comment by Hivewired · 2020-03-25T17:41:37.409Z · score: 1 (1 votes) · LW(p) · GW(p)

I was considering something like a bike 'assistance'

A bike is a form of mechanical leverage assistance that allows us to reach speeds we would not otherwise be able to with the human body. Similarly, hang glider wings and the like are a form of mechanical leverage that allows us to fly when we would not otherwise be able to with the human body. Humans are kind of pathetic without technology, we can't do so much as push a nail into a piece of wood without some form of mechanical assistance.

comment by TAG · 2020-03-25T16:41:59.810Z · score: 1 (1 votes) · LW(p) · GW(p)

"You can’t design a bridge without actually knowing the tensile strength of steel and the compressive strength of concrete, these facts are not open to interpretation. Designing a society is no different [..]"

Distinguish necessity and sufficiency. There may be some objective truths that can be leveraged for social engineering, but it's obvious that designing a society also involves solving questions outside the hard sciences, going from social psychology to ethics. You're begging an enormous question there.

comment by Hivewired · 2020-03-25T16:54:21.045Z · score: 3 (2 votes) · LW(p) · GW(p)

" it's obvious that designing a society also involves solving questions outside the hard sciences"

these questions should not be outside the hard sciences, that's the point Alfred Korzybski was making all the way back in 1921. There's no reason we shouldn't be trying to treat ethics and psychology like hard sciences.

comment by TAG · 2020-03-25T17:10:40.989Z · score: 1 (3 votes) · LW(p) · GW(p)

Unless there is. There are many theoretical arguments for why psychology and ethics cant be solved by the hard sciences, and there is a dearth or practical evidence that they can.

Simply stating such a controversial claim isn't proof, and stating on Korzybski's authority isn't proof either.

comment by Hivewired · 2020-03-25T17:29:16.969Z · score: 3 (2 votes) · LW(p) · GW(p)

I can see the basis of arguments that ethics could not be solved with hard science, I disagree with them but they at least have some basis. But psychology? Really? Are human beings not part of reality? Are human brains just magical boxes beyond our mortal comprehension? The hard problems of consciousness will be solved eventually. Cognitive neuroscience is making strong strides. Once we have a map of the connectome we'll be well on our way to really understanding how brains work. Psychology should absolutely be treated as a hard science.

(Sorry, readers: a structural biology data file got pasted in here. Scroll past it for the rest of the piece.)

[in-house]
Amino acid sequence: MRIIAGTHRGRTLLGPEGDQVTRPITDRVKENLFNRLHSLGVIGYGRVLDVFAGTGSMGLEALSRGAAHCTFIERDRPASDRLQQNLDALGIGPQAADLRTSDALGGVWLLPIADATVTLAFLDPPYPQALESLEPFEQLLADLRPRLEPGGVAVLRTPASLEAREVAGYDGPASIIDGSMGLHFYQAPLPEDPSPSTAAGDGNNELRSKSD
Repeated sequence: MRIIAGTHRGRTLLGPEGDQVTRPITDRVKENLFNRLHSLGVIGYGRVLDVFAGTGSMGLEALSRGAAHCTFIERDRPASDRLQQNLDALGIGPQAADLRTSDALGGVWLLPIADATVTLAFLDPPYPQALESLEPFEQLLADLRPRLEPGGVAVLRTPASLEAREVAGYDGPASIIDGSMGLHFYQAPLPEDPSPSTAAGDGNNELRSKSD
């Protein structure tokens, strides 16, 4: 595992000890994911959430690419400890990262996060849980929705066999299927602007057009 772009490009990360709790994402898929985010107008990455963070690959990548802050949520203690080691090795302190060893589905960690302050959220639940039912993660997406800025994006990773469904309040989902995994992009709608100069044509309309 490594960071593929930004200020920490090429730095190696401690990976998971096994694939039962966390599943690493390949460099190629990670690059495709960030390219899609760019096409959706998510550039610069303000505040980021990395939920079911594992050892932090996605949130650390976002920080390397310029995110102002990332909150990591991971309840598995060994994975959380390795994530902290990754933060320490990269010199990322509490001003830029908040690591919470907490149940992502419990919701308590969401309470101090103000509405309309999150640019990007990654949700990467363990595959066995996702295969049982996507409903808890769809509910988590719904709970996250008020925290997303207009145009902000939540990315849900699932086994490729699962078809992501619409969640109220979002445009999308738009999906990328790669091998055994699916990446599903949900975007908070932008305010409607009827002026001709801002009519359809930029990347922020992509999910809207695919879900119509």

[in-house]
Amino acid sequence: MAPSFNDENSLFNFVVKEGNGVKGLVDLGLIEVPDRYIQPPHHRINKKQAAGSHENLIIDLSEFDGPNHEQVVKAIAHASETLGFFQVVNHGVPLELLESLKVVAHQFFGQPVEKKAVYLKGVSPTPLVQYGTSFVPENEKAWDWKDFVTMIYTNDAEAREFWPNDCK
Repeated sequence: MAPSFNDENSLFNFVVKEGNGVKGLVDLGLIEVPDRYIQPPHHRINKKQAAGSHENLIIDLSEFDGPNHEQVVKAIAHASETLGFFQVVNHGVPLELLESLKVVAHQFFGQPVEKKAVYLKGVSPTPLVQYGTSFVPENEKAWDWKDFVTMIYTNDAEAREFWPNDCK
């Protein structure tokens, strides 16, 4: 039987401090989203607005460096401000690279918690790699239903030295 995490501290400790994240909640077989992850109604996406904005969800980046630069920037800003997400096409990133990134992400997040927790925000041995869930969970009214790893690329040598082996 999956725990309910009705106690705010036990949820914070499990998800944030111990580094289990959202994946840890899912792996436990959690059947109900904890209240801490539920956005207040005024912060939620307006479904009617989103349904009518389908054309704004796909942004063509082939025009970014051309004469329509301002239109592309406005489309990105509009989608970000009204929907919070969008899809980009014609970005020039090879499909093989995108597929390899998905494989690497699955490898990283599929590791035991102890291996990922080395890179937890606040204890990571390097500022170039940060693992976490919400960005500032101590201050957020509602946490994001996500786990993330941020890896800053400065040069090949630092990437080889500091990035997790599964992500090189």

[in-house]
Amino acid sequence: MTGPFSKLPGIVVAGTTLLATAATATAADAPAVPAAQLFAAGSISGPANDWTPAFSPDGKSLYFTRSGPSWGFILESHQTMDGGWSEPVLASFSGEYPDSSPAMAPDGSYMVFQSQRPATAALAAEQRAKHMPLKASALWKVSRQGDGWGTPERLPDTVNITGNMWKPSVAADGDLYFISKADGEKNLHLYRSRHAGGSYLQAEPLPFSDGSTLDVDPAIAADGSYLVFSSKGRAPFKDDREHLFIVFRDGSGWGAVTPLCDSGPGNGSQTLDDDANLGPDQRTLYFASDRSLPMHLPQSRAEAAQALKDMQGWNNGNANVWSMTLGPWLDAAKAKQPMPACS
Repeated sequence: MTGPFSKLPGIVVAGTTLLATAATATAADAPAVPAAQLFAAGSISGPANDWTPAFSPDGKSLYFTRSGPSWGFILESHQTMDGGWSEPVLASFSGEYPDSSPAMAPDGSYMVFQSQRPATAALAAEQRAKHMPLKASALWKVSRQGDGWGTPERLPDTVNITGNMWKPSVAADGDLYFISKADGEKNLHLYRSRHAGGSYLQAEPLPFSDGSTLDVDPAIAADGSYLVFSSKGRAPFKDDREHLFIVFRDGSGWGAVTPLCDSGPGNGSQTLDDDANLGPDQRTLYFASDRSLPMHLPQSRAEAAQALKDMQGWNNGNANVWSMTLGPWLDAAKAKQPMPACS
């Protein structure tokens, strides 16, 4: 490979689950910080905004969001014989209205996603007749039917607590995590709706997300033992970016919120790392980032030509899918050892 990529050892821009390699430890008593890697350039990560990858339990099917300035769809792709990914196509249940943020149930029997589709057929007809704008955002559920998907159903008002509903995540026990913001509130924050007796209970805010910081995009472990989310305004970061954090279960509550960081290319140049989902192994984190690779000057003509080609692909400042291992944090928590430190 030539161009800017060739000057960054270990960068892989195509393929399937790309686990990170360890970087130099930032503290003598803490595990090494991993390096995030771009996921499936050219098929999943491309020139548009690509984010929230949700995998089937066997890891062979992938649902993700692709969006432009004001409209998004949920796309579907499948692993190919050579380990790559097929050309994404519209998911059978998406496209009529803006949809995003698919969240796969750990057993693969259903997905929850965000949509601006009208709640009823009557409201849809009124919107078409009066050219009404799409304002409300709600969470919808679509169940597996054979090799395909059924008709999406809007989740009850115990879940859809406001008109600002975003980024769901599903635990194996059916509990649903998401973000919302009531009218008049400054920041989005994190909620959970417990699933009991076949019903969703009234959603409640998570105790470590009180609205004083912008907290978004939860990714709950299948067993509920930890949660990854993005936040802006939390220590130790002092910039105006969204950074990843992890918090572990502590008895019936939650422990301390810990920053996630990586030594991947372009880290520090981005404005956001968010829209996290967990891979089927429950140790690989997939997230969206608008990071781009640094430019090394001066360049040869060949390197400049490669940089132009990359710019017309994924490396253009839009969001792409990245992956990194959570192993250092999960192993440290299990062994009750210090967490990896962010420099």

comment by TAG · 2020-03-25T18:17:06.678Z · score: 0 (2 votes) · LW(p) · GW(p)

Once we have a map of the connectome we’ll be well on our way to really understanding how brains work. Psychology should absolutely be treated as a hard science.

Now? When we the promissory note has not been cashed?

In any case, that is not the main problem. The main problem is that "X is a real thing in reality" doesn't in any way guarantee that X is comprehensible to some entity Y. Slugs and stars are both real, but slugs can't understand stars. In fact, they can't understand slugs. We don't know whether we are smart enough to understand ourselves.

And cognitive limitations aren't the only problem. Epistemology has inherent problems, such as the problem of unfounded foundations, which can't be solved by throwing Compute at them.

comment by TAG · 2020-03-28T16:07:03.648Z · score: 1 (1 votes) · LW(p) · GW(p)
Slugs and stars are both real, but slugs can't understand stars. In fact, they can't understand slugs

Dyson's Law of Artificial Intelligence

"Anything simple enough to be understandable will not be complicated enough to behave intelligently, while anything complicated enough to behave intelligently will not be simple enough to understand."